In what could be called the ‘Venice Effect’ perhaps, the European Investment Bank, (EIB) the lending arm of the European Union has decided to stop funding fossil fuel projects as part of lending policy
Yesterday, even as the world was absorbing images of the city of Venice going underwater due to unprecedented flooding caused by high tides, the European Investment Bank (EIB), the world’s largest international public bank announced a new lending policy that will cut finance to most fossil fuel projects as it seeks to become the world’s first ‘climate bank’.
Since 2013, the EIB has funded €13.4bn of fossil fuel projects. Last year it funded about €2bn worth of projects. Even this change, incidentally, has happened a year later than scheduled, thanks to hectic lobbying by Germany and Italy, two counties that see the most impact from such a move.
Organisations that had been campaigning for the change were thrilled, although celebrations, as always have been muted, thanks to the battle to plug loopholes introduced by the German and Italian governments to keep some funding avenues open, especially for gas projects. “When the world’s biggest public lender decides to largely ditch fossil fuels, financial markets across the globe will take notice: this is the beginning of the end of climate-wrecking fossil fuel finance. The gas lobby has unfortunately managed to get Germany and the European Commission to insert some loopholes into the policy, which leave the door open for funding of dangerous fossil gas projects. ” said Kate Cahoon, Germany Campaigner, 350.org.
The move by the EIB comes amid growing pressure on financial institutions to cut their exposure to high-carbon projects and a collective move by Multilateral Development Banks to align their funding with the Paris agreement. The new rules mandate that energy projects applying for EIB funding will need to show they can produce one kilowatt hour of energy while emitting less than 250 grams of carbon dioxide, a move which excludes traditional gas-burning power plants. Gas projects are still possible, but would have to be based on what the bank called “new technologies” such as carbon capture and storage, combining heat and power generation, or mixing in renewable gases with the fossil natural gas.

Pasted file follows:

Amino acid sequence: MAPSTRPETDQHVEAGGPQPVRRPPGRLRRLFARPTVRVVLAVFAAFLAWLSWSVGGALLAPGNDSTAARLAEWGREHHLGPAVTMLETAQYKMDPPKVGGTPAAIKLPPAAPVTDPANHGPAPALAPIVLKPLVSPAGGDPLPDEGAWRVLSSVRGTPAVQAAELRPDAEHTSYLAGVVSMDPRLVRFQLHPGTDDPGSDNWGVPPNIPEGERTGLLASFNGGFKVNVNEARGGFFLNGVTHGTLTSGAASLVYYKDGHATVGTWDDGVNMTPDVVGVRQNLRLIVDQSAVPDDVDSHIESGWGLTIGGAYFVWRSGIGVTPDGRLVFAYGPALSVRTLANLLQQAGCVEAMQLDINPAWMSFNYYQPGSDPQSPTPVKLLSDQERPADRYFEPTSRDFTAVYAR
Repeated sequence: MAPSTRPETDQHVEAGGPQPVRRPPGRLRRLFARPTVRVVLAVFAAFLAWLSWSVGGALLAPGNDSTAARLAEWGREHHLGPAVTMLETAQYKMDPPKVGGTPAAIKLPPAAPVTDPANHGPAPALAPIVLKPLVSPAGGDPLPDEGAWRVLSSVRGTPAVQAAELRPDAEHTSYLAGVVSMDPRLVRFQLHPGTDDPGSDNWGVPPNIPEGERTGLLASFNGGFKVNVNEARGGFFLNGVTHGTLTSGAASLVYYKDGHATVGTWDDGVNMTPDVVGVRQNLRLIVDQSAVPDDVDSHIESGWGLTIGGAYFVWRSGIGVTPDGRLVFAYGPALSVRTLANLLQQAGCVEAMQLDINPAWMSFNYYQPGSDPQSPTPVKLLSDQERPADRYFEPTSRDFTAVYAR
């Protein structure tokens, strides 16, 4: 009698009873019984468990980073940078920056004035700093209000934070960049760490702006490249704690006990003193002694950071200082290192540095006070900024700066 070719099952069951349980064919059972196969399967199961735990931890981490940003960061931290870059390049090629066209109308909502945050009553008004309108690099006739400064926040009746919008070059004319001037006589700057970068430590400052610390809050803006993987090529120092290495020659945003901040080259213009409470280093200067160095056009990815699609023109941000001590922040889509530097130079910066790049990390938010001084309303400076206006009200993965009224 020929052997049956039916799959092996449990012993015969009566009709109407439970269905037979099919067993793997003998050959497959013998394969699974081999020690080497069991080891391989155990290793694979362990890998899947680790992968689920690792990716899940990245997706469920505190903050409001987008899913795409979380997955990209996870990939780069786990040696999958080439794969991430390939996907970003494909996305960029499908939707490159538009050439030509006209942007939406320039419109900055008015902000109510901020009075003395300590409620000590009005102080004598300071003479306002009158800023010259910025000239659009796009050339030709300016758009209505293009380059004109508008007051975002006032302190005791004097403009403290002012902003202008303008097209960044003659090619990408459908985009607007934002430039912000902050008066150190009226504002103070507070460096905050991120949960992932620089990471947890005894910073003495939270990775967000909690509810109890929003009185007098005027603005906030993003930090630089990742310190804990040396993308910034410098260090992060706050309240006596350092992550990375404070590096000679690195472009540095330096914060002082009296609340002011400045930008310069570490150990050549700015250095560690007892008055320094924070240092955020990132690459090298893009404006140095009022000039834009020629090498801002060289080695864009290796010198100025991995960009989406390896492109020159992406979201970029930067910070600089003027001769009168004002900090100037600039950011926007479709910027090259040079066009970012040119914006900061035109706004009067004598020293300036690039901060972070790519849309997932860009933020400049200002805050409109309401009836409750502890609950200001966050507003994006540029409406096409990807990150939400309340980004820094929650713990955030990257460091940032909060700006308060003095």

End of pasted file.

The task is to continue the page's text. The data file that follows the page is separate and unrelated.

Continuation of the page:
350.org claims that the EIB handed out €6.2 million every day to fossil fuel companies between 2013 and 2018 and provided security for millions more in private funding – so cutting this finance is another nail in the coffin for the fossil fuel industry. But the loopholes for fossil gas remain – any project added to the EU’s ‘Projects of Common Interest’ (PCI) list before 2022 will still be eligible for EIB funding, and at present, there are more than 50 fossil gas projects included.
The move comes at a time when EU states are expected to rapidly reduce greenhouse gas emissions and bring them down to net zero before 2050. Germany, which was instrumental in watering down the first proposed policy,continued to earn opprobrium from climate change campaigners for its continued moves to save gas projects. “This is a clear signal to financial institutions in Europe and around the world that they must take rapid, transformative action to change their financial models, keep fossil fuels in the ground, and support a just transition to sustainable forms of energy for all,” said Clémence Dubois, France Campaigner, 350.org.
The EIB joins a global move amongst financial institutions, from banks, to pension funds, to endowments, sovereign funds and more to stay away from fossil fuel funding. The sector most likely to shiver at this fresh blow is likely to be the coal sector, under increasingly severe attack across the developed world. In India, the impact will probably be zero, as EIB involvement with energy projects in recent years has tended more towards renewable energy financing in any case.
But there is absolutely no doubt that by 2024, India, along with China and a few other developing countries will be under greater pressure than ever to show a sunset plan for its massive coal sector, especially as the frequency of climate influenced extreme events goes up.